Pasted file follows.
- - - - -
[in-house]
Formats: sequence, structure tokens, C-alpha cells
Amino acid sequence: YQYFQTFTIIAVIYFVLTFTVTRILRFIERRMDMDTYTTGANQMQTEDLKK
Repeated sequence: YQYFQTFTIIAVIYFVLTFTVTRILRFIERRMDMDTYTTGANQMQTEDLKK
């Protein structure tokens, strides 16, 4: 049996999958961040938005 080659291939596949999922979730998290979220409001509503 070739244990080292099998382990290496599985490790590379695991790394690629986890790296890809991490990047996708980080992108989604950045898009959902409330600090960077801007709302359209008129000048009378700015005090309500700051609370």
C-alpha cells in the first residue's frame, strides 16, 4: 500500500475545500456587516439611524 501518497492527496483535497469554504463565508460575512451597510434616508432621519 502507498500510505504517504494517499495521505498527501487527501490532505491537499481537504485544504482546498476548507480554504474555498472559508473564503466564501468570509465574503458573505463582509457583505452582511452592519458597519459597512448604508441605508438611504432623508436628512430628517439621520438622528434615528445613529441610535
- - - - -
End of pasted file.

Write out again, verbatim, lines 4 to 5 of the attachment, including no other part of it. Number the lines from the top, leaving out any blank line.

Repeated sequence: YQYFQTFTIIAVIYFVLTFTVTRILRFIERRMDMDTYTTGANQMQTEDLKK
């Protein structure tokens, strides 16, 4: 049996999958961040938005 080659291939596949999922979730998290979220409001509503 070739244990080292099998382990290496599985490790590379695991790394690629986890790296890809991490990047996708980080992108989604950045898009959902409330600090960077801007709302359209008129000048009378700015005090309500700051609370």